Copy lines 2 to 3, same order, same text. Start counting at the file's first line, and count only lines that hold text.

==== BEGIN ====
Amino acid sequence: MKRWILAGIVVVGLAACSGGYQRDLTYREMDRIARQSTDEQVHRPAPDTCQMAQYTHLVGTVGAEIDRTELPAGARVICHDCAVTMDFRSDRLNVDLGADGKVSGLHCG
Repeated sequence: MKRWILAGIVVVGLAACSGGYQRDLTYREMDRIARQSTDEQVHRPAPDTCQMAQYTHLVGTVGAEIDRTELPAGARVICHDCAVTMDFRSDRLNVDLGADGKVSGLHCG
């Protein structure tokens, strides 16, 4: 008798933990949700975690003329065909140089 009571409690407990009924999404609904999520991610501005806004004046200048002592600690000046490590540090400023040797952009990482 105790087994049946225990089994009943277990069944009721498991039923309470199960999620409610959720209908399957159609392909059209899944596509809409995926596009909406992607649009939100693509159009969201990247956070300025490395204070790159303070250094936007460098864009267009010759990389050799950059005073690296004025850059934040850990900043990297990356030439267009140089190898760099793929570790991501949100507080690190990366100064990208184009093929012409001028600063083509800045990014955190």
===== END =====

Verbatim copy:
Repeated sequence: MKRWILAGIVVVGLAACSGGYQRDLTYREMDRIARQSTDEQVHRPAPDTCQMAQYTHLVGTVGAEIDRTELPAGARVICHDCAVTMDFRSDRLNVDLGADGKVSGLHCG
């Protein structure tokens, strides 16, 4: 008798933990949700975690003329065909140089 009571409690407990009924999404609904999520991610501005806004004046200048002592600690000046490590540090400023040797952009990482 105790087994049946225990089994009943277990069944009721498991039923309470199960999620409610959720209908399957159609392909059209899944596509809409995926596009909406992607649009939100693509159009969201990247956070300025490395204070790159303070250094936007460098864009267009010759990389050799950059005073690296004025850059934040850990900043990297990356030439267009140089190898760099793929570790991501949100507080690190990366100064990208184009093929012409001028600063083509800045990014955190």